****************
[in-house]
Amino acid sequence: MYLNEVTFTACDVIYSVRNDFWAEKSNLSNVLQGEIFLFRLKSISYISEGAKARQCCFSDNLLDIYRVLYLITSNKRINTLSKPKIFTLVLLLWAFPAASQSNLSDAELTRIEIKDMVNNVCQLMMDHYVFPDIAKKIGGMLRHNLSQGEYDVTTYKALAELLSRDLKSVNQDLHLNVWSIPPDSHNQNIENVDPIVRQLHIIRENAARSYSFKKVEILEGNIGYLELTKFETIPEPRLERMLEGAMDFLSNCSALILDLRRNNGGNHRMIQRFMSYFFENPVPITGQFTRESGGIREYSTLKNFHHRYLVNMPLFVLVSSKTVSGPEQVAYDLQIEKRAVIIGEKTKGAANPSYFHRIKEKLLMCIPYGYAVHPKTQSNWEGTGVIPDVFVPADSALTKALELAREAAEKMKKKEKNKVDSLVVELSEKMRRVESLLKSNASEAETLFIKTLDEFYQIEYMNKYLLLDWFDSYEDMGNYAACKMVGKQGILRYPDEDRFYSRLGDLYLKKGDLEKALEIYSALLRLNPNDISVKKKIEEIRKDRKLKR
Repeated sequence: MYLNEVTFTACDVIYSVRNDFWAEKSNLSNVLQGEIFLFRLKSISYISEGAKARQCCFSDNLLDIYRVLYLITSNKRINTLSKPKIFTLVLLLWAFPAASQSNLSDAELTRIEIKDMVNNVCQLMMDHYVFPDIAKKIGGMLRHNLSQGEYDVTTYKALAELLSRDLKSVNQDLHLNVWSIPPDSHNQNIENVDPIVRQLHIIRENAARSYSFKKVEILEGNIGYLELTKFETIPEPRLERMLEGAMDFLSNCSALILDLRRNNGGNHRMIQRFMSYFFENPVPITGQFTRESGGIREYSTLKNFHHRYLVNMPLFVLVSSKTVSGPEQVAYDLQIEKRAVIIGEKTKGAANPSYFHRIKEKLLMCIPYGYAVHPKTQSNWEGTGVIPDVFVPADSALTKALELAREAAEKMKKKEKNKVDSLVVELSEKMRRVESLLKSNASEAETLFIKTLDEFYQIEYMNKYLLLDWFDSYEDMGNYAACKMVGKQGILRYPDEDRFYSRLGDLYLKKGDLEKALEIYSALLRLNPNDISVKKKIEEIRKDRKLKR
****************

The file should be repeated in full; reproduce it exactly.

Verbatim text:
[in-house]
Amino acid sequence: MYLNEVTFTACDVIYSVRNDFWAEKSNLSNVLQGEIFLFRLKSISYISEGAKARQCCFSDNLLDIYRVLYLITSNKRINTLSKPKIFTLVLLLWAFPAASQSNLSDAELTRIEIKDMVNNVCQLMMDHYVFPDIAKKIGGMLRHNLSQGEYDVTTYKALAELLSRDLKSVNQDLHLNVWSIPPDSHNQNIENVDPIVRQLHIIRENAARSYSFKKVEILEGNIGYLELTKFETIPEPRLERMLEGAMDFLSNCSALILDLRRNNGGNHRMIQRFMSYFFENPVPITGQFTRESGGIREYSTLKNFHHRYLVNMPLFVLVSSKTVSGPEQVAYDLQIEKRAVIIGEKTKGAANPSYFHRIKEKLLMCIPYGYAVHPKTQSNWEGTGVIPDVFVPADSALTKALELAREAAEKMKKKEKNKVDSLVVELSEKMRRVESLLKSNASEAETLFIKTLDEFYQIEYMNKYLLLDWFDSYEDMGNYAACKMVGKQGILRYPDEDRFYSRLGDLYLKKGDLEKALEIYSALLRLNPNDISVKKKIEEIRKDRKLKR
Repeated sequence: MYLNEVTFTACDVIYSVRNDFWAEKSNLSNVLQGEIFLFRLKSISYISEGAKARQCCFSDNLLDIYRVLYLITSNKRINTLSKPKIFTLVLLLWAFPAASQSNLSDAELTRIEIKDMVNNVCQLMMDHYVFPDIAKKIGGMLRHNLSQGEYDVTTYKALAELLSRDLKSVNQDLHLNVWSIPPDSHNQNIENVDPIVRQLHIIRENAARSYSFKKVEILEGNIGYLELTKFETIPEPRLERMLEGAMDFLSNCSALILDLRRNNGGNHRMIQRFMSYFFENPVPITGQFTRESGGIREYSTLKNFHHRYLVNMPLFVLVSSKTVSGPEQVAYDLQIEKRAVIIGEKTKGAANPSYFHRIKEKLLMCIPYGYAVHPKTQSNWEGTGVIPDVFVPADSALTKALELAREAAEKMKKKEKNKVDSLVVELSEKMRRVESLLKSNASEAETLFIKTLDEFYQIEYMNKYLLLDWFDSYEDMGNYAACKMVGKQGILRYPDEDRFYSRLGDLYLKKGDLEKALEIYSALLRLNPNDISVKKKIEEIRKDRKLKR